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Lagrange Multipliers II

December 6, 2007

As I head out for vacation, here is a simple question.  What is the distance from the plane

ax + by + cz = d

to the origin?  The answer is a simple click away (Mathworld).  For fun, suppose we also wanted to know the coordinates of the point on the plane closest to the origin.  This can be solved as a constrained optimization problem, serving as another example of the technique of Lagrange multipliers.

Informally, we wish to minimize x2 + y2 + z2 subject to the constraint ax + by + cz – d = 0. Relax the constraint into the objective and form the function,

L(x,y,z) = x2 + y2 + z2 – λ(ax + by + cz – d) .

The stationary points are determined from

δL/δx = 2x – aλ = 0 , or x = aλ/2 [1]

δL/δy = 2y – bλ = 0 , or y = bλ/2 [2]

δL/δz = 2z – cλ = 0 , or z = cλ/2 [3]

δL/δλ = 0 implies the original constraint, ax + by + cz = d [4]

Subsititue x, y, and z from [1-3] into [4] to obtain λ = 2d/(a2 + b2 + c2) [5].

Substitute the λ value from [5] into [1-3] to obtain the coordinates of the point closest to the origin,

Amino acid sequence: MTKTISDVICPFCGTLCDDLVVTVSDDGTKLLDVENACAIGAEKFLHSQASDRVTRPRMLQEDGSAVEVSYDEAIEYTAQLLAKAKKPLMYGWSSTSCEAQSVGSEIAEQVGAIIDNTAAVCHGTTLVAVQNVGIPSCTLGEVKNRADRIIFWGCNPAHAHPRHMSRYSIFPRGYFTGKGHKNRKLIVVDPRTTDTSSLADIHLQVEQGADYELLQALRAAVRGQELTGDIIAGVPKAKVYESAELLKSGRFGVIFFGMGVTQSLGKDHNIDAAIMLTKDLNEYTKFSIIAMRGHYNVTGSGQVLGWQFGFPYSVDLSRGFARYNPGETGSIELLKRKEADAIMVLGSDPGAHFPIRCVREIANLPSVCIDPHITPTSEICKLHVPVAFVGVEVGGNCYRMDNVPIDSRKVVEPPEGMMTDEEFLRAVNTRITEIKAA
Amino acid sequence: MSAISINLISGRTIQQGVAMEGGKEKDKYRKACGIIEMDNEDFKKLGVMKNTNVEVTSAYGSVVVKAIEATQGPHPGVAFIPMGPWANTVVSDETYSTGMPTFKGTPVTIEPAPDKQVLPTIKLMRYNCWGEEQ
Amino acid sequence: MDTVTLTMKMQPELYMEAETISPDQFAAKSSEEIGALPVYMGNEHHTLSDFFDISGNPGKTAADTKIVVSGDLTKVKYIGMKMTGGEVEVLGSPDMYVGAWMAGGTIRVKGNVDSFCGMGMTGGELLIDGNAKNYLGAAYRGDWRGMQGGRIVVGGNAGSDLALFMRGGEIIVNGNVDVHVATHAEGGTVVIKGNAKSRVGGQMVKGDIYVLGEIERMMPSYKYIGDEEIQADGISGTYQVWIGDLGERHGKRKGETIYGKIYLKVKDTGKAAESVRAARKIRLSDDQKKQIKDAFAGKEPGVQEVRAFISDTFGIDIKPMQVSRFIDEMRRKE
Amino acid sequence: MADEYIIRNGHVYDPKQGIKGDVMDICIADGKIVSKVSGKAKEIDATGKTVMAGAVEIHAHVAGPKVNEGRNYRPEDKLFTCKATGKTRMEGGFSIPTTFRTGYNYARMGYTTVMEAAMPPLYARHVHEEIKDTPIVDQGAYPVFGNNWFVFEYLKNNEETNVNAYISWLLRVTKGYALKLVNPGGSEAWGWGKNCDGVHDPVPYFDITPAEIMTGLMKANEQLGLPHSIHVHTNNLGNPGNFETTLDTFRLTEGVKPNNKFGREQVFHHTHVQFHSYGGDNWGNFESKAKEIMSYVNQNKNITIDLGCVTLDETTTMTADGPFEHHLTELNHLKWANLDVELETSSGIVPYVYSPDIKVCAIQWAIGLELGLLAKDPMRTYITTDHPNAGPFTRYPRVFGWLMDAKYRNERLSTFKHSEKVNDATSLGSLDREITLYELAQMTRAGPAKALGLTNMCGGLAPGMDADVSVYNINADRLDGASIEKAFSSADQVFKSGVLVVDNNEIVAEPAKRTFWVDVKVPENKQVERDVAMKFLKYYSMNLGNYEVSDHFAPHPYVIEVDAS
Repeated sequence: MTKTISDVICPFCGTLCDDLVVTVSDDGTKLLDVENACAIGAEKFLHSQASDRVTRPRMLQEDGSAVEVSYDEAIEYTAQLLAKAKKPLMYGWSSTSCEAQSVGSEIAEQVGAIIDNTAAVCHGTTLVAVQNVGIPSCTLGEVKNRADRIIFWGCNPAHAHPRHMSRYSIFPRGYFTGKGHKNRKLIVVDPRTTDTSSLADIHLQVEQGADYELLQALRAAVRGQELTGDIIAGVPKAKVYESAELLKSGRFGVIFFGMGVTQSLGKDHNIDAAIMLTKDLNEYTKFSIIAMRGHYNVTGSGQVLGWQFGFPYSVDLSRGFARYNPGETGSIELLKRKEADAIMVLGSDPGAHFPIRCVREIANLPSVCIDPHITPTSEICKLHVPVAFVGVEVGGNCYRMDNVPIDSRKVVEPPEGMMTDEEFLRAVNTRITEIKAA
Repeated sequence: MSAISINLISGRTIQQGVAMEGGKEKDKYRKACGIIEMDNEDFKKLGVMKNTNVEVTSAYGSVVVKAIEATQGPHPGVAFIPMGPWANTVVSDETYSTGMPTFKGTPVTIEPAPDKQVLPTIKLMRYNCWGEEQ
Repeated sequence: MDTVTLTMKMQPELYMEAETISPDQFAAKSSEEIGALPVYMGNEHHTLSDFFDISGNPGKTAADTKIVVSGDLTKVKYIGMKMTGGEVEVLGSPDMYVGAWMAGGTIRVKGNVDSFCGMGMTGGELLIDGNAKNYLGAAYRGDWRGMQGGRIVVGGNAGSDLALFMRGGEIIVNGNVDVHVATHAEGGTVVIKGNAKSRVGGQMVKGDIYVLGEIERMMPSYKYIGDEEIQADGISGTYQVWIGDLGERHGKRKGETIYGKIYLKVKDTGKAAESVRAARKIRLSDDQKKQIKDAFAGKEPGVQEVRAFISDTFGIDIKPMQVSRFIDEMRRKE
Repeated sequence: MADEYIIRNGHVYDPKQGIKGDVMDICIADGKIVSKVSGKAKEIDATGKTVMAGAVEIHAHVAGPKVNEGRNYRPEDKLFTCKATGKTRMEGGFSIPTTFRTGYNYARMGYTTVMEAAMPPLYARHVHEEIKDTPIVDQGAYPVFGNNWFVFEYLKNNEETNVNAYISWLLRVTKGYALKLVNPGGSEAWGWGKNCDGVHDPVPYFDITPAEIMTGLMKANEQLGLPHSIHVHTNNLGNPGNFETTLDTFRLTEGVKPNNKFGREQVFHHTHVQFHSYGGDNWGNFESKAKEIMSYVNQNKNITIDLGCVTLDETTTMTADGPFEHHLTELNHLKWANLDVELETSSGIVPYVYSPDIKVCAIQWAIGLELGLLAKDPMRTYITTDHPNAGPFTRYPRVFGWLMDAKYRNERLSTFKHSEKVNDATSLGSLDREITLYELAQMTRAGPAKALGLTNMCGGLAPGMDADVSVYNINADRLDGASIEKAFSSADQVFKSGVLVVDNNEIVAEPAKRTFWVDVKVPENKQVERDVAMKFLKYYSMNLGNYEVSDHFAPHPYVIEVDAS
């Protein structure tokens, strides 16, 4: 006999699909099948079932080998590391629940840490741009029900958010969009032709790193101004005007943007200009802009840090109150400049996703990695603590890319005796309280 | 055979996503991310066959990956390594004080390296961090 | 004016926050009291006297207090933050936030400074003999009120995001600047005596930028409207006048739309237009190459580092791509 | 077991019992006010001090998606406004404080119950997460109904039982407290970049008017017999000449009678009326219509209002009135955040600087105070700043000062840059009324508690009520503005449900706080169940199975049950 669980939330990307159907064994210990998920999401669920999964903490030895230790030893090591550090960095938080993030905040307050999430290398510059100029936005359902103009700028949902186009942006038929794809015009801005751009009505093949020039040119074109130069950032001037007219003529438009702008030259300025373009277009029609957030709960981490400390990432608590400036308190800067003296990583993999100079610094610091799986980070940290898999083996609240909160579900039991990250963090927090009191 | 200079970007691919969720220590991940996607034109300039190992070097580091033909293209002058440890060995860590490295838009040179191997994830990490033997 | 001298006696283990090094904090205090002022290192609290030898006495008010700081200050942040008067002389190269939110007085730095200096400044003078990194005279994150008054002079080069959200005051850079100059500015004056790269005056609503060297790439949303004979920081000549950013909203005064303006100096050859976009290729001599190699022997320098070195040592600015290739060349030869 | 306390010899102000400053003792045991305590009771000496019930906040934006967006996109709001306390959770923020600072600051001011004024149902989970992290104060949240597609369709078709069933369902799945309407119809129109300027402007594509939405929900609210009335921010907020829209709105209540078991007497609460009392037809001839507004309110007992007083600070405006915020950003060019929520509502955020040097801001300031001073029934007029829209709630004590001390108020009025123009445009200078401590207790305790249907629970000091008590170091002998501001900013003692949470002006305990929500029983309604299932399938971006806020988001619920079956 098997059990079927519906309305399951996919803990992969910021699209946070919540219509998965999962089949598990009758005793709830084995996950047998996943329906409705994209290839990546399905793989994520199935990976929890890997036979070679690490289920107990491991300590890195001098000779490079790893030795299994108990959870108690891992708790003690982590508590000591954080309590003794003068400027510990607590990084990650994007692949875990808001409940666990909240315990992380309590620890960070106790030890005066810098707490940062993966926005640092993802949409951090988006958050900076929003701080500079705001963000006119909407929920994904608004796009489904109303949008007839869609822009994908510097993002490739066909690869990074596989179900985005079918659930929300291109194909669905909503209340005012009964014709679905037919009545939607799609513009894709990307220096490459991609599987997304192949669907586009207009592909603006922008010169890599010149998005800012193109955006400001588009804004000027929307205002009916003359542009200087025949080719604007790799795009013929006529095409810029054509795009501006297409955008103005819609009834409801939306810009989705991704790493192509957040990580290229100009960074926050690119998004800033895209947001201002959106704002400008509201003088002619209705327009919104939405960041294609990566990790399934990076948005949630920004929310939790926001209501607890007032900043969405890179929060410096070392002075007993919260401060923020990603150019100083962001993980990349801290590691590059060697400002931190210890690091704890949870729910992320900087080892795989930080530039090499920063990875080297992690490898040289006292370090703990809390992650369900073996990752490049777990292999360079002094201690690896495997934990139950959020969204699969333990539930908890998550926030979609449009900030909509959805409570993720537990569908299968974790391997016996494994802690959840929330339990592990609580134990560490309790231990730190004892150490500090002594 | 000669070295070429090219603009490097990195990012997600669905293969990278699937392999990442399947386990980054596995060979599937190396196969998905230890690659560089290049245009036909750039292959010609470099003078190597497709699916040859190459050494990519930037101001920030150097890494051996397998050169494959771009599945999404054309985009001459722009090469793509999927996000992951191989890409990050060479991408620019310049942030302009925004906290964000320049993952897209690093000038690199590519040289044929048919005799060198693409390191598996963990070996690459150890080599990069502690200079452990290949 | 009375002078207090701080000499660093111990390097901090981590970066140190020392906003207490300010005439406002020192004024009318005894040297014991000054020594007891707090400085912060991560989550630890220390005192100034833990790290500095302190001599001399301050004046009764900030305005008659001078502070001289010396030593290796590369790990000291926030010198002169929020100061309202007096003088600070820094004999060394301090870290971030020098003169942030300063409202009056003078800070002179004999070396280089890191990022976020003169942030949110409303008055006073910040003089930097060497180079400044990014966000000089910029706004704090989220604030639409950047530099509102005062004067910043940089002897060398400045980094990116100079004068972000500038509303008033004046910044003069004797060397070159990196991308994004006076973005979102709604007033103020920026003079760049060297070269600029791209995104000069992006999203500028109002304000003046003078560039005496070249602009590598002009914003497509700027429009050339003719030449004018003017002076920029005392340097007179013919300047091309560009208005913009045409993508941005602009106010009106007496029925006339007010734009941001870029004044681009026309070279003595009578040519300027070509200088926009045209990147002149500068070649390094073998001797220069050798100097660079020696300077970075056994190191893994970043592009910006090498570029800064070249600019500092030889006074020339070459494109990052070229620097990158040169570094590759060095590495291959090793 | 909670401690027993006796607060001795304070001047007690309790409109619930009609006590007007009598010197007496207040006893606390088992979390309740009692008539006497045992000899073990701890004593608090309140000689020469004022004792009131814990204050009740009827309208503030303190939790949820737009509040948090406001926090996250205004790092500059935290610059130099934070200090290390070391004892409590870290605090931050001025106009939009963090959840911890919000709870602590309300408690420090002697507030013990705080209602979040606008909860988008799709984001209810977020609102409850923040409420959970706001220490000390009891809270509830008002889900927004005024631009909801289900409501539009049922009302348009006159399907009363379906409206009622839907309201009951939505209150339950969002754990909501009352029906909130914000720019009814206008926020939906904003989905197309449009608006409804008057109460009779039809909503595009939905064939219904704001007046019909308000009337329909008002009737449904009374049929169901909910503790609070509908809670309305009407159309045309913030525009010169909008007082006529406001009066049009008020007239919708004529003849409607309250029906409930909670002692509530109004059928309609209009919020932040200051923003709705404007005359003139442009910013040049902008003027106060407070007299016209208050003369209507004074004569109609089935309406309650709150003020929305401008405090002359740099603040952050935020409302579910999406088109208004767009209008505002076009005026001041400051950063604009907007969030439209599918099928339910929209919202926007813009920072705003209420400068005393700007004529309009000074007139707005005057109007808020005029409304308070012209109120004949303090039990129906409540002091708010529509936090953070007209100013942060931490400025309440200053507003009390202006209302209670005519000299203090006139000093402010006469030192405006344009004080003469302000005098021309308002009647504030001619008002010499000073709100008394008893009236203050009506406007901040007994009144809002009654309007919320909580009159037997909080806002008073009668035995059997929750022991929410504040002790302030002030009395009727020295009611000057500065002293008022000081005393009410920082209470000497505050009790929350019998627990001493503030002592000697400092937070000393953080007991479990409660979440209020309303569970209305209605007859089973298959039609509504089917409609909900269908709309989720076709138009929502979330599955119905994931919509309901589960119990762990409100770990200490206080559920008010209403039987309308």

e = a2 + b2 + c2

x*= ad/e, y*= bd/e, z*= cd/e . The distance from (x*, y*, z*) to the origin is

D = [((ad)2 + (bd)2 + (cd)2)/e2]1/2

= d(e/e2)1/2 or D = d/√(a2 + b2 + c2), which matches the result from analytic geometry. Of course, calculus is not necessary (or even convenient) for this derivation, but it is another good illustration of Lagrange multipliers. 

Formally proving that the stationary point represents a minimum is well beyond a blog post, but intuitively you can imagine that the distance from the origin to any point on the plane can be made arbitrarily large.  The stationary point can not represent a maximum distance.

Categories: Math
  1. December 7, 2007 at 12:18 am

    Great explanation in this post and the last. I think that’s the clearest I’ve ever seen them presented.

  2. December 7, 2007 at 9:02 pm

    Glad you liked it – I’ll try to post a couple more examples in the coming days. Things are moving slowly while I’m on vacation. This is a topic, however, that I’ve found people absorb the theory better after seeing many examples of the mechanics.

  3. JT
    December 8, 2007 at 7:06 am

    Dude – you should have been a calc. teacher. Mine didn’t event cover this. I do like seeing some examples before digging into theory.

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